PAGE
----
Long-term stability study of Prussian blue - a quality assessment of water content and thallium binding. Academic Article uri icon


  • The purpose of this study is to assess the long-term stability of Prussian blue (PB) drug product (DP) and active pharmaceutical ingredient (API) under laboratory storage conditions by monitoring the loss in water content and the corresponding change of the in vitro thallium binding capacity that represents product performance. The bound water content and the in vitro thallium binding capacity of PB DPs and APIs were measured in 2003 and 2013, respectively. Water content, a critical quality attribute that directly correlates to the thallium (Tl) binding capacity was measured by thermal gravimetric analysis (TGA). The thallium binding study was conducted by testing PB in buffered solutions over the human gastrointestinal pH range with thallium concentrations ranging from 600 to 1,500 ppm. Samples were incubated at physiological temperature of 37C in a shaking water bath to mimic gastric flux and intestinal transport. The binding equilibrium was reached at 24h. Following incubation, each sample was filtered and the free thallium was analyzed using a validated inductively coupled plasma spectroscopic method (ICP). The Langmuir isotherm was plotted to calculate maximum binding capacity (MBC). Compared with 2003, the water content of DP-1 decreased by about 14.1% (from 15.6 to 13.4 mol), and the MBC of DP-1 decreased by about 12.5% (from 714 to 625 mg/g) at pH 7.5. When low concentration of thallium (600 ppm) was used at pH 7.5, the Tl binding remained comparable for both API-1 (286 vs 276 mg/g) and DP-1 (286 vs 268 mg/g). Similarly, the Tl binding remained unchanged for both API-1 (237 vs 255 mg/g) and DP-1 (234 vs 236 mg/g) at pH 5.0. However, at pH 1.0 the binding was reduced 32.3% and 25.9% for API-1 and DP-1, respectively. Since the majority of binding takes place in the upper GI tract where pH around 5 can be expected, and therefore, the Tl binding capacity of PB should be comparable for new and aged samples. The findings that Tl binding changes with the water loss of PB and pH conditions are consistent with our previously published data. The study also represents the first quantitative assessment of the long-term stability of PB. Over last 10 years, PB DPs and APIs have lost about 20% water under ambient laboratory storage conditions which are consistent with a controlled warehouse environment. While the maximum binding capacity of PB to thallium was decreased after about 10 years of long-term storage, it is still very effective, suggesting that the shelf life of PB should be much longer than the manufacturer ascribed expiration date of 2008 under proper storage conditions.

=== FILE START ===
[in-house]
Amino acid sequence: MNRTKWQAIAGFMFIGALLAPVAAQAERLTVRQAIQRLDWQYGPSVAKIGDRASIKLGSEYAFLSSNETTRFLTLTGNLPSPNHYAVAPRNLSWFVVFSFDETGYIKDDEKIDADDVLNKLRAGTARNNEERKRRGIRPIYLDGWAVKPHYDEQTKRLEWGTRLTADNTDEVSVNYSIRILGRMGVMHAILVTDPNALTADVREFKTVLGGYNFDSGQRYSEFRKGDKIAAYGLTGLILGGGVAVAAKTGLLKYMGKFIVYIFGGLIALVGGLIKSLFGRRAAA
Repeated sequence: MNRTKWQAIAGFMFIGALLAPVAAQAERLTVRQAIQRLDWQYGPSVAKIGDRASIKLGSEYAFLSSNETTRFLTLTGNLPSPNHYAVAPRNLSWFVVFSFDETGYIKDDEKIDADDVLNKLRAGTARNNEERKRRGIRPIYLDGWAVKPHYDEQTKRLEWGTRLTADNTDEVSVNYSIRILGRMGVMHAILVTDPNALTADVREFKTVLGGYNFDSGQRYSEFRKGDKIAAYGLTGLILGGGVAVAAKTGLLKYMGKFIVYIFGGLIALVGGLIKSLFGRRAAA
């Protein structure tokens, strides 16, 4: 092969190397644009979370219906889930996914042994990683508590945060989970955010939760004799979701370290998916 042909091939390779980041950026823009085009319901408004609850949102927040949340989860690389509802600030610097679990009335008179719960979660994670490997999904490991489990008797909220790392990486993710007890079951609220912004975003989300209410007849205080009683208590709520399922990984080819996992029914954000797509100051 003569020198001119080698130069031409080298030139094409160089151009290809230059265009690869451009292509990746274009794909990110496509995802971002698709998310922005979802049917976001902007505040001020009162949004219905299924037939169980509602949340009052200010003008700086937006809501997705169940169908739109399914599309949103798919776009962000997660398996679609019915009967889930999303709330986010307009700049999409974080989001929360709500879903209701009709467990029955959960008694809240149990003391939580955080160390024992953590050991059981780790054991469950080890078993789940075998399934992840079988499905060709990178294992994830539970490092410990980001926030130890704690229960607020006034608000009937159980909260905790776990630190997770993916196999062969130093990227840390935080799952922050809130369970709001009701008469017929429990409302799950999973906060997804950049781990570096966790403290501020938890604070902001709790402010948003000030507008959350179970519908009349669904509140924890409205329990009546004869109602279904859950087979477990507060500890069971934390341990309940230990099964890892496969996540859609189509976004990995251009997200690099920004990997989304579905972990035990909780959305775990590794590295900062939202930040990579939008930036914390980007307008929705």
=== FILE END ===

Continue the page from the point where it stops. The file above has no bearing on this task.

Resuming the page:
published proceedings

  • Int J Pharm

author list (cited authors)

  • Mohammad, A., Faustino, P. J., Khan, M. A., & Yang, Y.

citation count

  • 10

complete list of authors

  • Mohammad, Adil||Faustino, Patrick J||Khan, Mansoor A||Yang, Yongsheng

publication date

  • December 2014